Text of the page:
Six former chairs of the Federal Communications Commission yesterday criticized the Federal Aviation Administration’s fight against a new 5G rollout on spectrum that the FCC has studied and deemed safe to use. Republicans Ajit Pai and Michael Powell joined with Democrats Tom Wheeler, Mignon Clyburn, Julius Genachowski, and Michael Copps in writing a letter describing their concerns about how the FAA has tried to undermine public confidence in the FCC’s decision-making process.
“The FAA should work with the FCC and the National Telecommunications and Information Administration (NTIA)… to assess and resolve the FAA’s concerns expeditiously, but this debate should not be fought publicly in a way that undermines consumer confidence in the process, nor should it require months of additional delays,” said the six former chairs’ letter, which was sent to FCC Chairwoman Jessica Rosenworcel and NTIA acting Administrator Evelyn Remaley.
The “FAA position threatens to derail the reasoned conclusions reached by the FCC after years of technical analysis and study,” the former chairs also wrote.
AT&T and Verizon have already delayed their 5G launches on the new spectrum to assuage the FAA’s concerns, but the carriers plan to move ahead with the deployments next month.
No evidence of harm
Nearly 40 other countries are using C-band spectrum for 5G without any reports of interference to airplanes’ radio altimeters. As we wrote previously, the FCC in February 2020 approved mobile carriers’ use of C-Band spectrum from 3.7 to 3.98 GHz only after analyzing the aviation industry’s interference claims and finding no credible evidence of harm to altimeters, which use spectrum from 4.2 to 4.4 GHz.
To be safe, the FCC required carriers to follow power limits and created a 220 MHz guard band that will remain unused to protect altimeters from any possible interference from 5G transmissions. The FCC decision said the aviation industry’s research was unrealistic and that “well-designed equipment should not ordinarily receive any significant interference (let alone harmful interference) given these circumstances.”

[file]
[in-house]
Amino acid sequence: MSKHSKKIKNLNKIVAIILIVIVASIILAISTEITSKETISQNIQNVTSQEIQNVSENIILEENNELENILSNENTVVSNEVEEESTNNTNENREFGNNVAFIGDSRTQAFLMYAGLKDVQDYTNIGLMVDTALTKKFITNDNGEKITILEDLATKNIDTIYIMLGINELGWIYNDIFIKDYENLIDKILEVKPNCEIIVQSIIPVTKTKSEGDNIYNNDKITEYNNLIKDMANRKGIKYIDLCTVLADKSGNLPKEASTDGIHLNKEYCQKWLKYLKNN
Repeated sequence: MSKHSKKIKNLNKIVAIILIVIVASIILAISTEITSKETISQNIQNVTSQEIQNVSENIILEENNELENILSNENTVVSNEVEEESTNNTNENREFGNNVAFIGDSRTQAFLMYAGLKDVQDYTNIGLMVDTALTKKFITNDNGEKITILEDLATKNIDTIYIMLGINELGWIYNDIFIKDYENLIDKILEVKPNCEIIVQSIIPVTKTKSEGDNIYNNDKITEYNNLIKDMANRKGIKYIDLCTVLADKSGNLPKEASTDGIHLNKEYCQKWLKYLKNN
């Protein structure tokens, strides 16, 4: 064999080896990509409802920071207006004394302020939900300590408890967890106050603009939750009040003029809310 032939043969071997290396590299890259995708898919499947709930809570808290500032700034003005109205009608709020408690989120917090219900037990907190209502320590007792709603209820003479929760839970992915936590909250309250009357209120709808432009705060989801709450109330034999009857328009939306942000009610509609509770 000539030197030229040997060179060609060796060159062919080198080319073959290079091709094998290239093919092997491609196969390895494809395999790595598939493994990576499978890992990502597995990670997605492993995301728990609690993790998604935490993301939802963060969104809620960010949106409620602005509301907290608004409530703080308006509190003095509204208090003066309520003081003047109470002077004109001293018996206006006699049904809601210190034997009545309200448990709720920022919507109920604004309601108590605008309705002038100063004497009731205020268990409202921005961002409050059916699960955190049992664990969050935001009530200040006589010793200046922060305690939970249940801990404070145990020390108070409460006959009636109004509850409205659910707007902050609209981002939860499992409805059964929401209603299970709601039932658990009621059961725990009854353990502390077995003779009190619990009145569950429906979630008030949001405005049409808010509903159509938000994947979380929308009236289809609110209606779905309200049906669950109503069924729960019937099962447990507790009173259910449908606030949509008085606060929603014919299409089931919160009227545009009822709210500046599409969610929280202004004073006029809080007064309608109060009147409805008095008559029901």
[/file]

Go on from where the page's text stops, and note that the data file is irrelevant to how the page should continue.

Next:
Over a year after the aviation industry’s objections were dismissed by the FCC due to a lack of evidence, unnamed FAA officials tried to revive the debate by leaking their concerns to The Wall Street Journal. The FAA followed that up by issuing a November 2 bulletin that warned of “potential adverse effects on radio altimeters” even though the FAA bulletin acknowledged there have been no “proven reports of harmful interference” in the many countries where this spectrum is already used.
Former chairs say FCC acted on the evidence
The former FCC chairs’ letter said the agency’s 2020 decision on C-band spectrum “followed almost two years of careful review of the public record,” during which other federal agencies were given the chance “to raise—and defend with reliable data—their concerns about interference from transitioning spectrum to new uses.”
“At the end of this process, an FCC decision is reached that reflects the input of all stakeholders and its technical experts on the effective transition of spectrum, consistent with its statutory charge to ensure that new systems do not cause harmful interference,” the former chairs wrote. “In turn, this decision-making approach provides wireless companies or other license holders with the confidence necessary to invest in the networks that will deliver the innovation that will ensure the US remains the technology leader of the world.”
That’s how it’s supposed to work, but the FAA actions threaten to derail the process, the letter concluded:
In this case, the FAA position threatens to derail the reasoned conclusions reached by the FCC after years of technical analysis and study. We encourage all stakeholders to work together toward a speedy resolution of the issues in this band, and to ensure these surprises do not become a recurring feature of American spectrum management in the future.
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